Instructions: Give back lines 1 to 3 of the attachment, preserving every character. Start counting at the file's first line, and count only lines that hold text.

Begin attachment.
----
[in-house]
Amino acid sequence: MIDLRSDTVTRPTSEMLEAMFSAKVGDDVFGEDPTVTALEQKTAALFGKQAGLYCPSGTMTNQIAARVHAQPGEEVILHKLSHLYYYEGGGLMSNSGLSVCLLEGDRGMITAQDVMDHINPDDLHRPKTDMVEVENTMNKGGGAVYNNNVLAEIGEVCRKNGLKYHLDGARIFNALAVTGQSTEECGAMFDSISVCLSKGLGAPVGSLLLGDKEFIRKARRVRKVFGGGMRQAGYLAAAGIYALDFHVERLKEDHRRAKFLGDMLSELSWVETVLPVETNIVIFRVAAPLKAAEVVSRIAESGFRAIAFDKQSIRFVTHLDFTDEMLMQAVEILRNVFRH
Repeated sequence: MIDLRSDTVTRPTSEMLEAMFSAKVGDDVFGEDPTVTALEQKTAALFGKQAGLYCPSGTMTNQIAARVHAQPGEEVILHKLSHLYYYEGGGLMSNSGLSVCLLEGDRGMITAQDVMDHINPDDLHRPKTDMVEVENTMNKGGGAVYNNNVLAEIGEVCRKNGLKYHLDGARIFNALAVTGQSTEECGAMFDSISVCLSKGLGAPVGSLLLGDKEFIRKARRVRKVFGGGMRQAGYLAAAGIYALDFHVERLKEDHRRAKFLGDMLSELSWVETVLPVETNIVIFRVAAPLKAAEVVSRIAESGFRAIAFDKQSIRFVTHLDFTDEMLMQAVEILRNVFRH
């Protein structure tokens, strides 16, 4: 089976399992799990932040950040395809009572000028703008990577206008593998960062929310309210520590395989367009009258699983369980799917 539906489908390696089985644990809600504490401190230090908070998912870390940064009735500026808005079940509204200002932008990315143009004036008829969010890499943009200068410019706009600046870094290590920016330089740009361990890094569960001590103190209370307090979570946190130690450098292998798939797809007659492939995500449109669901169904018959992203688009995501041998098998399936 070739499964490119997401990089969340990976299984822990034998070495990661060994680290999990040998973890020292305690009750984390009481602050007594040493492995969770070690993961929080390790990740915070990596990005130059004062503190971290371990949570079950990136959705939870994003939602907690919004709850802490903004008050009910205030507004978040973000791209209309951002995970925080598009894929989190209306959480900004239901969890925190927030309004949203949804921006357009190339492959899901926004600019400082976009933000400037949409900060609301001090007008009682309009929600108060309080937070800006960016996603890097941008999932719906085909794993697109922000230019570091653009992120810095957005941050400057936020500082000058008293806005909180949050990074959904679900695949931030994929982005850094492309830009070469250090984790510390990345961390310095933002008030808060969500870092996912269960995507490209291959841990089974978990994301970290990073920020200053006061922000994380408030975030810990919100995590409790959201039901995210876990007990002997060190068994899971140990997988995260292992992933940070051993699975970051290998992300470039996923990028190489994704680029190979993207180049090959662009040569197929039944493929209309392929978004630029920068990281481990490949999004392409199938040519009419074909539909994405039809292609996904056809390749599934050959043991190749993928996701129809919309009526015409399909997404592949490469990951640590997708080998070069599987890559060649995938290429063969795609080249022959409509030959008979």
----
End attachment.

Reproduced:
[in-house]
Amino acid sequence: MIDLRSDTVTRPTSEMLEAMFSAKVGDDVFGEDPTVTALEQKTAALFGKQAGLYCPSGTMTNQIAARVHAQPGEEVILHKLSHLYYYEGGGLMSNSGLSVCLLEGDRGMITAQDVMDHINPDDLHRPKTDMVEVENTMNKGGGAVYNNNVLAEIGEVCRKNGLKYHLDGARIFNALAVTGQSTEECGAMFDSISVCLSKGLGAPVGSLLLGDKEFIRKARRVRKVFGGGMRQAGYLAAAGIYALDFHVERLKEDHRRAKFLGDMLSELSWVETVLPVETNIVIFRVAAPLKAAEVVSRIAESGFRAIAFDKQSIRFVTHLDFTDEMLMQAVEILRNVFRH
Repeated sequence: MIDLRSDTVTRPTSEMLEAMFSAKVGDDVFGEDPTVTALEQKTAALFGKQAGLYCPSGTMTNQIAARVHAQPGEEVILHKLSHLYYYEGGGLMSNSGLSVCLLEGDRGMITAQDVMDHINPDDLHRPKTDMVEVENTMNKGGGAVYNNNVLAEIGEVCRKNGLKYHLDGARIFNALAVTGQSTEECGAMFDSISVCLSKGLGAPVGSLLLGDKEFIRKARRVRKVFGGGMRQAGYLAAAGIYALDFHVERLKEDHRRAKFLGDMLSELSWVETVLPVETNIVIFRVAAPLKAAEVVSRIAESGFRAIAFDKQSIRFVTHLDFTDEMLMQAVEILRNVFRH